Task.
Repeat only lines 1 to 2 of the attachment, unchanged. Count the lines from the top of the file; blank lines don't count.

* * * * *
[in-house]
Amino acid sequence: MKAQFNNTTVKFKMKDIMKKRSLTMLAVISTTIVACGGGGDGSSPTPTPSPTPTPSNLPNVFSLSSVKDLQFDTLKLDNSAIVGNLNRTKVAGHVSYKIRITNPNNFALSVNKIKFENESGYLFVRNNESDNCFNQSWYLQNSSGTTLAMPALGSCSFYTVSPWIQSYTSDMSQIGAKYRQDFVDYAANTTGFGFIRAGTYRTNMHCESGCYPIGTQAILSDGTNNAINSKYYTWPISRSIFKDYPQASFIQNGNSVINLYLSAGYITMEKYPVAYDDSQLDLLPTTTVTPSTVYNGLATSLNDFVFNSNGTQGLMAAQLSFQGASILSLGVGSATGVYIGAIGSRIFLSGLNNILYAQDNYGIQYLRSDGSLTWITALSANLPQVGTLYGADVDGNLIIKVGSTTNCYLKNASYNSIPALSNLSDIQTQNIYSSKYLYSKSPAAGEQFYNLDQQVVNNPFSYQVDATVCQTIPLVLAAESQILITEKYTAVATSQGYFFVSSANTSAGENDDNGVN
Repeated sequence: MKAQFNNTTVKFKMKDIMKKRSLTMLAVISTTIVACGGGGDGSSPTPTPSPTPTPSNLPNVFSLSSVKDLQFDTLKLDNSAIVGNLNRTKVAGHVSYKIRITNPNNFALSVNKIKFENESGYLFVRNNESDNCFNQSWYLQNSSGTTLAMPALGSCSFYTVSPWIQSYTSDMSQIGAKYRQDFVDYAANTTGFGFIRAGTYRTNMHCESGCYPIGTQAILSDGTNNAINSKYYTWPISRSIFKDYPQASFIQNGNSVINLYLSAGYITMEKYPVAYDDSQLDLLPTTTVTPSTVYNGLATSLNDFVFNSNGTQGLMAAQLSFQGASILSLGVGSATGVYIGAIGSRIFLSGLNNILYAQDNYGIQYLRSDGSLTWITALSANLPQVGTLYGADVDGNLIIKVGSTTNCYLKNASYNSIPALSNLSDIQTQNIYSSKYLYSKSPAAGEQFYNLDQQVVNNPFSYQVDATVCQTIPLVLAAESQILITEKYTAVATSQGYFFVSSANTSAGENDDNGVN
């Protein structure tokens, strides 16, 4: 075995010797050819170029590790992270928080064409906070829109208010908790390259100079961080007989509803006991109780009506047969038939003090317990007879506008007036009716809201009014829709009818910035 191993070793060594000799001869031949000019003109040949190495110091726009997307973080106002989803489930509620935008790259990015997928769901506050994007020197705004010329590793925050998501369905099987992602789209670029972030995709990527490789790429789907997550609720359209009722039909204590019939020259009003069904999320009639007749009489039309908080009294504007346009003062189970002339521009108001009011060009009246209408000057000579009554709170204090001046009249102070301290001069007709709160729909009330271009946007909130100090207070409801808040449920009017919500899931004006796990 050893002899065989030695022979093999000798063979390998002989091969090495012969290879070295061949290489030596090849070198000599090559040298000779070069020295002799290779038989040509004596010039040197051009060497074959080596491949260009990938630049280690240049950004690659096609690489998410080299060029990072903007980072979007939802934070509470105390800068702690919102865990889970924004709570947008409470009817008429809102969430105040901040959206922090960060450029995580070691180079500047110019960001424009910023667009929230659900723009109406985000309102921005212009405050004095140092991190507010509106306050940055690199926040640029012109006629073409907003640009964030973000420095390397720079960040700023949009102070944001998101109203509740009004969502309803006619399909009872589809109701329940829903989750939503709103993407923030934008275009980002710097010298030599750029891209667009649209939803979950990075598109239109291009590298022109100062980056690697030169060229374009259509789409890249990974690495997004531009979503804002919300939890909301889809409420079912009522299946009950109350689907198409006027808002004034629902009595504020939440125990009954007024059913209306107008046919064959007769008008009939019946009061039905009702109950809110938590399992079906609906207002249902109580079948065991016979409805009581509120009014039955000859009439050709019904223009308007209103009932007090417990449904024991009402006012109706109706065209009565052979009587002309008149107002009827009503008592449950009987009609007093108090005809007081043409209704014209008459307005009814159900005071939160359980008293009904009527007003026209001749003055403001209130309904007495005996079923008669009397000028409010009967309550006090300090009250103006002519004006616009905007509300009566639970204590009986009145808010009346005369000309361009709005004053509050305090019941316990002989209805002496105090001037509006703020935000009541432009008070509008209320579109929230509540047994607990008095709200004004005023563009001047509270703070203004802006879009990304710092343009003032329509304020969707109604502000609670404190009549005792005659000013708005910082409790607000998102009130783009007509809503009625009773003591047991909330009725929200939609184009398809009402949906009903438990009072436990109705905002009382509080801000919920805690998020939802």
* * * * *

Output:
[in-house]
Amino acid sequence: MKAQFNNTTVKFKMKDIMKKRSLTMLAVISTTIVACGGGGDGSSPTPTPSPTPTPSNLPNVFSLSSVKDLQFDTLKLDNSAIVGNLNRTKVAGHVSYKIRITNPNNFALSVNKIKFENESGYLFVRNNESDNCFNQSWYLQNSSGTTLAMPALGSCSFYTVSPWIQSYTSDMSQIGAKYRQDFVDYAANTTGFGFIRAGTYRTNMHCESGCYPIGTQAILSDGTNNAINSKYYTWPISRSIFKDYPQASFIQNGNSVINLYLSAGYITMEKYPVAYDDSQLDLLPTTTVTPSTVYNGLATSLNDFVFNSNGTQGLMAAQLSFQGASILSLGVGSATGVYIGAIGSRIFLSGLNNILYAQDNYGIQYLRSDGSLTWITALSANLPQVGTLYGADVDGNLIIKVGSTTNCYLKNASYNSIPALSNLSDIQTQNIYSSKYLYSKSPAAGEQFYNLDQQVVNNPFSYQVDATVCQTIPLVLAAESQILITEKYTAVATSQGYFFVSSANTSAGENDDNGVN